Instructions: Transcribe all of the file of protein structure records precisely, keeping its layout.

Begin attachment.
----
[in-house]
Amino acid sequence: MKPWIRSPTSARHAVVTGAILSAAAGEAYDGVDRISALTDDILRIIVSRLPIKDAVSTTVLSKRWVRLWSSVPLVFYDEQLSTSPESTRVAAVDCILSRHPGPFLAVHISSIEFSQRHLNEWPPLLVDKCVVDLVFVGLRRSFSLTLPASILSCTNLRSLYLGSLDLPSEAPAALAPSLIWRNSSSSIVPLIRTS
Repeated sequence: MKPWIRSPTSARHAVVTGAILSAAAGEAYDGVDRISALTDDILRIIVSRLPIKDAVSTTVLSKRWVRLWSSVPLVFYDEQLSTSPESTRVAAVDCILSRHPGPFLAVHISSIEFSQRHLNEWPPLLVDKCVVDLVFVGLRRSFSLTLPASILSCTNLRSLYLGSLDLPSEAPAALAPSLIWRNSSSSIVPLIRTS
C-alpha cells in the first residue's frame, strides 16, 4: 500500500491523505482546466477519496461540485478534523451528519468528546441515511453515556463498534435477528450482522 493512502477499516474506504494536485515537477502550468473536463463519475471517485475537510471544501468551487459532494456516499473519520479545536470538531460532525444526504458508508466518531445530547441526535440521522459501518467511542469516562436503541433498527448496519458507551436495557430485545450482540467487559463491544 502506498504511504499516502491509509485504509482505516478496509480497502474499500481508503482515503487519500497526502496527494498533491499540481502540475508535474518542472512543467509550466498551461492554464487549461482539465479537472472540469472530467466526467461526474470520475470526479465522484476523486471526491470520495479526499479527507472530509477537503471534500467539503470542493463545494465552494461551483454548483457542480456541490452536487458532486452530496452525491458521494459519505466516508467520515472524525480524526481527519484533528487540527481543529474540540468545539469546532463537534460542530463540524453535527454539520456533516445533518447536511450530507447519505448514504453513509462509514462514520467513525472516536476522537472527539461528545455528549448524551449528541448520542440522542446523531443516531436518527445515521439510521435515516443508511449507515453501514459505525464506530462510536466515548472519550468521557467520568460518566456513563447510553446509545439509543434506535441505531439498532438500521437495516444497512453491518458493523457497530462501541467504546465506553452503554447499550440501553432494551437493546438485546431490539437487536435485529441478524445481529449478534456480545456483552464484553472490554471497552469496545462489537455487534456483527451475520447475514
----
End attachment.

[in-house]
Amino acid sequence: MKPWIRSPTSARHAVVTGAILSAAAGEAYDGVDRISALTDDILRIIVSRLPIKDAVSTTVLSKRWVRLWSSVPLVFYDEQLSTSPESTRVAAVDCILSRHPGPFLAVHISSIEFSQRHLNEWPPLLVDKCVVDLVFVGLRRSFSLTLPASILSCTNLRSLYLGSLDLPSEAPAALAPSLIWRNSSSSIVPLIRTS
Repeated sequence: MKPWIRSPTSARHAVVTGAILSAAAGEAYDGVDRISALTDDILRIIVSRLPIKDAVSTTVLSKRWVRLWSSVPLVFYDEQLSTSPESTRVAAVDCILSRHPGPFLAVHISSIEFSQRHLNEWPPLLVDKCVVDLVFVGLRRSFSLTLPASILSCTNLRSLYLGSLDLPSEAPAALAPSLIWRNSSSSIVPLIRTS
C-alpha cells in the first residue's frame, strides 16, 4: 500500500491523505482546466477519496461540485478534523451528519468528546441515511453515556463498534435477528450482522 493512502477499516474506504494536485515537477502550468473536463463519475471517485475537510471544501468551487459532494456516499473519520479545536470538531460532525444526504458508508466518531445530547441526535440521522459501518467511542469516562436503541433498527448496519458507551436495557430485545450482540467487559463491544 502506498504511504499516502491509509485504509482505516478496509480497502474499500481508503482515503487519500497526502496527494498533491499540481502540475508535474518542472512543467509550466498551461492554464487549461482539465479537472472540469472530467466526467461526474470520475470526479465522484476523486471526491470520495479526499479527507472530509477537503471534500467539503470542493463545494465552494461551483454548483457542480456541490452536487458532486452530496452525491458521494459519505466516508467520515472524525480524526481527519484533528487540527481543529474540540468545539469546532463537534460542530463540524453535527454539520456533516445533518447536511450530507447519505448514504453513509462509514462514520467513525472516536476522537472527539461528545455528549448524551449528541448520542440522542446523531443516531436518527445515521439510521435515516443508511449507515453501514459505525464506530462510536466515548472519550468521557467520568460518566456513563447510553446509545439509543434506535441505531439498532438500521437495516444497512453491518458493523457497530462501541467504546465506553452503554447499550440501553432494551437493546438485546431490539437487536435485529441478524445481529449478534456480545456483552464484553472490554471497552469496545462489537455487534456483527451475520447475514